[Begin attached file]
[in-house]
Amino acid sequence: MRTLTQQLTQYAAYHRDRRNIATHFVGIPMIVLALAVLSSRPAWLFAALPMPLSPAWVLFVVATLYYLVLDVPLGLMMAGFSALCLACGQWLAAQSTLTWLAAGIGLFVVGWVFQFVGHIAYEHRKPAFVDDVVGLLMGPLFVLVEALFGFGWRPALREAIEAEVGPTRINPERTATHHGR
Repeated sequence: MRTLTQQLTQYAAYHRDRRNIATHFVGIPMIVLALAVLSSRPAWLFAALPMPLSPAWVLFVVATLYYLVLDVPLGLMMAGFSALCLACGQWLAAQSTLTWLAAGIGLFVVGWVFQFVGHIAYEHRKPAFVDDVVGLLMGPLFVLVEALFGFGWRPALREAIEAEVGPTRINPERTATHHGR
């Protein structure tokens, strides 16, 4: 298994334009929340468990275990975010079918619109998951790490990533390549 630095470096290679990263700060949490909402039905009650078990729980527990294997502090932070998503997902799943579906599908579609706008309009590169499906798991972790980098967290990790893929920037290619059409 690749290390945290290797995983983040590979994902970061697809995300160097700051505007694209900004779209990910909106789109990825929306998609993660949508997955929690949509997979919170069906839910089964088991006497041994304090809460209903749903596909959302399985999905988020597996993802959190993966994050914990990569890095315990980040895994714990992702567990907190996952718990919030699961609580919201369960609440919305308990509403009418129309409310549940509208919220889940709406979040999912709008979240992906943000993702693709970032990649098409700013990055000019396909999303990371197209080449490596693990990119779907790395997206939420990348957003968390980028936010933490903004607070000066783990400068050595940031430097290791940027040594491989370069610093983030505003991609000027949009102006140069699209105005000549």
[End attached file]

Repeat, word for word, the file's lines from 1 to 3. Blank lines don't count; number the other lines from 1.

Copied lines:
[in-house]
Amino acid sequence: MRTLTQQLTQYAAYHRDRRNIATHFVGIPMIVLALAVLSSRPAWLFAALPMPLSPAWVLFVVATLYYLVLDVPLGLMMAGFSALCLACGQWLAAQSTLTWLAAGIGLFVVGWVFQFVGHIAYEHRKPAFVDDVVGLLMGPLFVLVEALFGFGWRPALREAIEAEVGPTRINPERTATHHGR
Repeated sequence: MRTLTQQLTQYAAYHRDRRNIATHFVGIPMIVLALAVLSSRPAWLFAALPMPLSPAWVLFVVATLYYLVLDVPLGLMMAGFSALCLACGQWLAAQSTLTWLAAGIGLFVVGWVFQFVGHIAYEHRKPAFVDDVVGLLMGPLFVLVEALFGFGWRPALREAIEAEVGPTRINPERTATHHGR